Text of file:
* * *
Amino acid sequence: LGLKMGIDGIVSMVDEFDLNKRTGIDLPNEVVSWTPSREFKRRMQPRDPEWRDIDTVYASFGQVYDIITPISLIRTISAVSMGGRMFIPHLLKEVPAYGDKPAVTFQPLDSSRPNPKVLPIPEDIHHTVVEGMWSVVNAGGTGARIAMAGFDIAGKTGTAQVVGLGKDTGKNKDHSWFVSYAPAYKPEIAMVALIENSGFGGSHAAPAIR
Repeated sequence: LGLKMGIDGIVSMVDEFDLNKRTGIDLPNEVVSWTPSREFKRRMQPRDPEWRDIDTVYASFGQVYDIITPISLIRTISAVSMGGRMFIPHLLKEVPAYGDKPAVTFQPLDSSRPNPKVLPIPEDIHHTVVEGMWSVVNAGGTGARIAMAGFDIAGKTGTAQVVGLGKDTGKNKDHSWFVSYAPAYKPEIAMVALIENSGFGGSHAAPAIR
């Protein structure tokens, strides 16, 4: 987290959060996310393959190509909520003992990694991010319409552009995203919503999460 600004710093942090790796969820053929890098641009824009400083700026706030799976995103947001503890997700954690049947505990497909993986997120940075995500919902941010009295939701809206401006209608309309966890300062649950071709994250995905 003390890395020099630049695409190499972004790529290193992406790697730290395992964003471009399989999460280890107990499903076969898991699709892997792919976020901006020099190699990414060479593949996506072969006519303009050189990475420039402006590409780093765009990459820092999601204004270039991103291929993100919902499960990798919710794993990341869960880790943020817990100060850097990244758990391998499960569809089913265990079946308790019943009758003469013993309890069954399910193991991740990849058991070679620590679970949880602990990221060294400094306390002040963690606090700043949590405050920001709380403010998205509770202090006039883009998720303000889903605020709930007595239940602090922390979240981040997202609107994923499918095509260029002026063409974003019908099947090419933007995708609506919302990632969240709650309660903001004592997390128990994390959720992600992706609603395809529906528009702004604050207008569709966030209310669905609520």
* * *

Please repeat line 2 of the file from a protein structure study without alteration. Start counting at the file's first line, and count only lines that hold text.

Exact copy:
Repeated sequence: LGLKMGIDGIVSMVDEFDLNKRTGIDLPNEVVSWTPSREFKRRMQPRDPEWRDIDTVYASFGQVYDIITPISLIRTISAVSMGGRMFIPHLLKEVPAYGDKPAVTFQPLDSSRPNPKVLPIPEDIHHTVVEGMWSVVNAGGTGARIAMAGFDIAGKTGTAQVVGLGKDTGKNKDHSWFVSYAPAYKPEIAMVALIENSGFGGSHAAPAIR